NO. 17746 • 29 July 1926 - 7 September 1955
Died at Stewart AFB, Newburgh, NY
Interred in Independence, KS
IN THE LATE SUMMER of 1955, a T-33 military jet took off from Stewart AFB just north of West Point with two of our classmates on board. The pilot was Eugene Charles "Gene" Etz and the passenger was John Hall. Two minutes after take-off, the plane experienced engine trouble and Gene radioed the control tower that he was returning to the field. With the plane circling for the landing, Gene made the decision not to drop an external fuel tank because he was over a housing area in Newburgh, and John Hall concurred. As the T-33 approached runway number nine, it crashed and burst into flames, and both occupants were killed instantly. It was 5 Sep 1955, just five years and ninety-two days after graduation.
It is ironic that Gene survived combat operations in Korea, only to die in the relative safety of the skies over the Hudson Valley. Extracts from his combat citations read, "1 LT Eugene C. Etz distinguished himself by meritorious achievement while participating in aerial flight over enemy held territory from 18 Dec 1951 to 15 May 1952 ... operations included dangerous low level attacks against enemy rail and transportation routes... [and] ... long range escort and patrols deep into enemy territory. During these flights, LT Etz was subjected to intense anti-aircraft and small arms fire. Many of his targets were tenaciously defended by enemy jet aircraft."
Those of us who knew Gene as a cadet remember his zest for life and for sports - especially track - and his enthusiasm for flying. Even before becoming a cadet, Gene earned a private airplane pilot license. He joined the Army Air Corps Reserve in August 1943, only enhancing his love of flying. A classmate also remembers Gene's devotion to his one-and-only, Jacque, whom he married after graduation. The classmate recalls, "my thoughts about Gene are that he was a very positive, energetic person who was madly in love with his girlfriend, Jacque." Another classmate adds to Gene's devotion to flying and sports with, "His priorities were his girlfriend, the Air Force, and track." As a cadet, Gene enjoyed participating in various forms of athletics. He was a formidable opponent in Plebe boxing and a fierce competitor in all the other sports. He won major A's in corps squad track, excelling in the quarter-mile. His aggressive spirit enhanced his martial military spirit. It always was his life's professional goal to fly high-performance aircraft in the Air Force, and he was especially well suited temperamentally, physically, and mentally to become the outstanding fighter pilot he proved to be. His record as an F-86 pilot in Korea is outstanding.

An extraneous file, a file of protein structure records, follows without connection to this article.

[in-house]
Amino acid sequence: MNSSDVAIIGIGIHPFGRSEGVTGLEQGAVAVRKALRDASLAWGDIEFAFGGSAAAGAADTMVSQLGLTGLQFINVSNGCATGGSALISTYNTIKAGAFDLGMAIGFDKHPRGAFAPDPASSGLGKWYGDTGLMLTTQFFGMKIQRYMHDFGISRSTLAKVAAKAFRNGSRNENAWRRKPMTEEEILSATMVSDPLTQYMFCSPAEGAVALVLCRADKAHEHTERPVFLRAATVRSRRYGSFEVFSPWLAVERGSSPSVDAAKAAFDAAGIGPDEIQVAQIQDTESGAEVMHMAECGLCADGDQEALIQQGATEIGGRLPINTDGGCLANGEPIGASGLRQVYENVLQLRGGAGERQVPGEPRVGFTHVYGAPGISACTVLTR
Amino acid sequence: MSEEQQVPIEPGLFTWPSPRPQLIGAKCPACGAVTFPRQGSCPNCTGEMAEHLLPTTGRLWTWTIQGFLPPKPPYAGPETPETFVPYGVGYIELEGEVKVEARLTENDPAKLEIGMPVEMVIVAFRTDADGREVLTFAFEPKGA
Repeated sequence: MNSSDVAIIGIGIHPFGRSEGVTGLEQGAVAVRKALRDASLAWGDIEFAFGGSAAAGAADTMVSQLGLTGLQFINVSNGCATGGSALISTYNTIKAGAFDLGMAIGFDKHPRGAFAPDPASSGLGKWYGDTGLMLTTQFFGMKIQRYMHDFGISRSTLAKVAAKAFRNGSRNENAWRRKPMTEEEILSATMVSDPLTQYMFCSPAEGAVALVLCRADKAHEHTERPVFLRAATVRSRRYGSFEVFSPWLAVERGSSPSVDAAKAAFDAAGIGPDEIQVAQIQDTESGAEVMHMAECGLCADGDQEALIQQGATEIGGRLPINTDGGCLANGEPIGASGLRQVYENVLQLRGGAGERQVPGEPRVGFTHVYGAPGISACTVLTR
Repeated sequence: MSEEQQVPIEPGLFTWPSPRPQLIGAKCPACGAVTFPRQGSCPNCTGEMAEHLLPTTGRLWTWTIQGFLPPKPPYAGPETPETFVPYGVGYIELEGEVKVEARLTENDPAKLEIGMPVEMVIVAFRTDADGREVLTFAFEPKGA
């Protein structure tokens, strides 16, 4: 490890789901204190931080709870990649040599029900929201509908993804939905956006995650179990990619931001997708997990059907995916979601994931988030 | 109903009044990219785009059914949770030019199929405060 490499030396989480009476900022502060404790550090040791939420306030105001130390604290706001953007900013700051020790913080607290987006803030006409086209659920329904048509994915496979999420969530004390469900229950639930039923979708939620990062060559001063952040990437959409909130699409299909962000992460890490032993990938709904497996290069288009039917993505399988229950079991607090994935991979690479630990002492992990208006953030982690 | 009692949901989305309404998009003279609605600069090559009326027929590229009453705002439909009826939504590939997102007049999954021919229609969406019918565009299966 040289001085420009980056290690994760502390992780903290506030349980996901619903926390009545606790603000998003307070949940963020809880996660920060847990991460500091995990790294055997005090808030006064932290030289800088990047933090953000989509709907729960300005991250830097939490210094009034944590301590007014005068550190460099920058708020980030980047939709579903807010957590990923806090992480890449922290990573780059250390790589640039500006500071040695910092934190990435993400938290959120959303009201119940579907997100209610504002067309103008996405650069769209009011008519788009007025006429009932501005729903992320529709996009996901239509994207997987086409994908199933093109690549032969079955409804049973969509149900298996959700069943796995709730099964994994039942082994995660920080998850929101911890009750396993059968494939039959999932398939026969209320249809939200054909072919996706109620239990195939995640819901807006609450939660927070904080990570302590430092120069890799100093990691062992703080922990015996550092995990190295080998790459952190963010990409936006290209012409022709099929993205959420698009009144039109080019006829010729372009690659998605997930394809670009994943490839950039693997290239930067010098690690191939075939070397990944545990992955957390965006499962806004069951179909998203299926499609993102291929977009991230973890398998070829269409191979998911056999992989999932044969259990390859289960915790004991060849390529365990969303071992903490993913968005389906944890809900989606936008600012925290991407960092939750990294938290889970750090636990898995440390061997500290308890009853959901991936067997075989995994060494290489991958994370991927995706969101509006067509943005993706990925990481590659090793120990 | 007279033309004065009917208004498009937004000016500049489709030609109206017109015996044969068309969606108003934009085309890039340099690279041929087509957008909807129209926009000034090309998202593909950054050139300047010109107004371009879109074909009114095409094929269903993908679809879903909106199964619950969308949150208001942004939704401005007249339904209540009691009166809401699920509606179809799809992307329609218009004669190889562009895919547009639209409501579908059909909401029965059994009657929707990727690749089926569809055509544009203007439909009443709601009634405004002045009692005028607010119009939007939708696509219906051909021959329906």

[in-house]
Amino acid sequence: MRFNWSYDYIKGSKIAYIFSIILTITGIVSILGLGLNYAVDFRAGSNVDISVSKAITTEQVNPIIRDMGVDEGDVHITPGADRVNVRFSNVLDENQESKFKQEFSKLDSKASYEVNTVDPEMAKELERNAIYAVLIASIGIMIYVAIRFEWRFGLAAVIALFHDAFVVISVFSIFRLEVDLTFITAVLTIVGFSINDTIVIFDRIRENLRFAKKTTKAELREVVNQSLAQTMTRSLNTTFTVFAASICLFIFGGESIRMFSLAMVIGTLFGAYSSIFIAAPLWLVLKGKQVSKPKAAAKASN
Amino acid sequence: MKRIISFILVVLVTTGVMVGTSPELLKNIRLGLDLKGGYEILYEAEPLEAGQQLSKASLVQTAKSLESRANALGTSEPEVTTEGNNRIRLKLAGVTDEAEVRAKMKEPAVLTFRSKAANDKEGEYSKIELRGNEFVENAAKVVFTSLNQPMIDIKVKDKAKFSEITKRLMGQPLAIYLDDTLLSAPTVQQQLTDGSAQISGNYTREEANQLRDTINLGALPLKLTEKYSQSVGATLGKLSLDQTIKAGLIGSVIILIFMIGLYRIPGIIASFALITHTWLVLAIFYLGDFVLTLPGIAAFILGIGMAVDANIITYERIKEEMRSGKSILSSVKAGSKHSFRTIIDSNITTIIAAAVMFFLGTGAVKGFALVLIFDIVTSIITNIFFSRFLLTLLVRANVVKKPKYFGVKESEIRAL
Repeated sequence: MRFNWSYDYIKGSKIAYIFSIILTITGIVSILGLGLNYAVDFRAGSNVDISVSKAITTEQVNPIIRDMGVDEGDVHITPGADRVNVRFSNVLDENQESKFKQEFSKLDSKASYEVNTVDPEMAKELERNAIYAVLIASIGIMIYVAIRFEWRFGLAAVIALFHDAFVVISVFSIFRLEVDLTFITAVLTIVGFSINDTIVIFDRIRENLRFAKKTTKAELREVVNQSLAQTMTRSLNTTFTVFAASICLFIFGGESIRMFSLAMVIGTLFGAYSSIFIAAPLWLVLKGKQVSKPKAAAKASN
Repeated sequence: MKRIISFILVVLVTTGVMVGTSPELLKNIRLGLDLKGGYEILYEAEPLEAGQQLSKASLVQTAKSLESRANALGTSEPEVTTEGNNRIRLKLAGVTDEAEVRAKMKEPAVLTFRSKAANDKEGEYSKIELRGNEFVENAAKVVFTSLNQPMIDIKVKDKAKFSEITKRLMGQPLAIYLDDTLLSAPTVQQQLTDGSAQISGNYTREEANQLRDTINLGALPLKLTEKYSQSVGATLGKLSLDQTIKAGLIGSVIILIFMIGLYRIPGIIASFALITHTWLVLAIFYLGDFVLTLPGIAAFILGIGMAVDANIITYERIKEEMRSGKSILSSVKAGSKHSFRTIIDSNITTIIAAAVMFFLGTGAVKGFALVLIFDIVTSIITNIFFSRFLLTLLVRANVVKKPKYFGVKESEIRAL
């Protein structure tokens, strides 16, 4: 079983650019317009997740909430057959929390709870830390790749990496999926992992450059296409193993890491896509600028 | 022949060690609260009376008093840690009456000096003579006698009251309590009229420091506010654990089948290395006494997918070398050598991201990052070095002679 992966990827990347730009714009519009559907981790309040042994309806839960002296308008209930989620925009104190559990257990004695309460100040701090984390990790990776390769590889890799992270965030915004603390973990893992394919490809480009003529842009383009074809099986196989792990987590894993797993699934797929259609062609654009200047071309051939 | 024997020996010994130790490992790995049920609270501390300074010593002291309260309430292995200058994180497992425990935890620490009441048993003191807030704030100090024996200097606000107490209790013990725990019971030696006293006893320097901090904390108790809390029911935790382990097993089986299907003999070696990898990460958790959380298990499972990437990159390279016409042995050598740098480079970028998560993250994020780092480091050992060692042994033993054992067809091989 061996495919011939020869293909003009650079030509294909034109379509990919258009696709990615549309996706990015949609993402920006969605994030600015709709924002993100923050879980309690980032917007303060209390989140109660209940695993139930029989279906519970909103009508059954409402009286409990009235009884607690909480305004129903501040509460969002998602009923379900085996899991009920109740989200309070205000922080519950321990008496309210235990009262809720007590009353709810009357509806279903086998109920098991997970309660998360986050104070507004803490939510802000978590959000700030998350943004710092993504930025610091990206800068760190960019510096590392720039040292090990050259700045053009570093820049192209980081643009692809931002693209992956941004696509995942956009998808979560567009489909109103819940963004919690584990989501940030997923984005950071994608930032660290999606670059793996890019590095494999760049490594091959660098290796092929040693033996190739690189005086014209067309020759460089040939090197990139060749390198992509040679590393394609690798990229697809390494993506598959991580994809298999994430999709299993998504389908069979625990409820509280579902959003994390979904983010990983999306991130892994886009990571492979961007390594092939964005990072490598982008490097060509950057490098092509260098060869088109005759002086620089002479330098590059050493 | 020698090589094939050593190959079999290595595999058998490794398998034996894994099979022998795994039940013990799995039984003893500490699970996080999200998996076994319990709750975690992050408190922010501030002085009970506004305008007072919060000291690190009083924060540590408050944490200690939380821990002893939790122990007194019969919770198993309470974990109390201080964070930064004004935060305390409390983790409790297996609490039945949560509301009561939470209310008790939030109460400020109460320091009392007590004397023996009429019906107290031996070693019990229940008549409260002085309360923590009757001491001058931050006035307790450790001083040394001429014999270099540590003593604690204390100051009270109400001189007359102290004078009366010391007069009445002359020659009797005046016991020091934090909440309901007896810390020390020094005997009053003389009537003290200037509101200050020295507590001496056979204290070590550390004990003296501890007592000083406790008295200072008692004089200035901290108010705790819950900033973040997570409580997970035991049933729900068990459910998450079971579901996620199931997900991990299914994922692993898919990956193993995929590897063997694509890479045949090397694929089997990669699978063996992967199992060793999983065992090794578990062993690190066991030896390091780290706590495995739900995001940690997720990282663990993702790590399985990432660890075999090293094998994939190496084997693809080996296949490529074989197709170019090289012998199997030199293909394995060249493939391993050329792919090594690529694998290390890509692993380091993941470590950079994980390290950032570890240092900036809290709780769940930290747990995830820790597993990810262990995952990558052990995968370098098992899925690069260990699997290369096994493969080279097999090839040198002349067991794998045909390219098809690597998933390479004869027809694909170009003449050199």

After graduation, Gene underwent the usual Basic Flight training at Goodfellow AFB, TX, followed by Advanced Flight training at Williams AFB, AZ. In October 1951, he received jet fighter-bomber training at Nellis AFB, NV, before he was off to the air war in Korea. Reporting for duty there in November 1951, Gene was assigned to the 182d "Red Tails" Fighter-Bomber Squadron, 136th Fighter-Bomber Group, Fifth Air Force, with which he flew 70 combat missions over Korea.
Gene was among our very first classmates to return to the Academy as an instructor. In June 1955, he reported to the Department of Military Topography and Graphics in preparation for teaching duties in the fall. Gene, his wife Jacque, and their two daughters Candace and Penny, lived in the Central Apartments housing area on West Point. The Etz family looked forward with great expectations to the next three years in the beautiful surroundings of West Point. Instead, unaccountably, this ideal scenario ended abruptly and all too soon in the sunny skies of a September afternoon. For those who knew Gene - his family, friends, and classmates - this accident was a tragedy we could scarcely grasp.
Now, 45 years later, we remember Gene as a man of integrity and purpose, summarized in these words from one of his classmates in Cadet Company I-1, "Gene was a good friend who always was willing to assist, whether on the track or in daily routines. His diligence and perseverance exemplified, to a great degree, his sense of direction. His positive self-assurance and confidence served as an incentive to me. He always was well organized and dedicated to his immediate tasks. His ability to succeed was influenced by his constant love for flying. I admired his steadfast motivation to achieve his goals. In track, he never stopped trying to achieve and to win. He seemed to be a person who knew what he wanted to do and then proceeded to expend his energies to do it."
Requiescat in Pace.
Classmate Leo Romaneski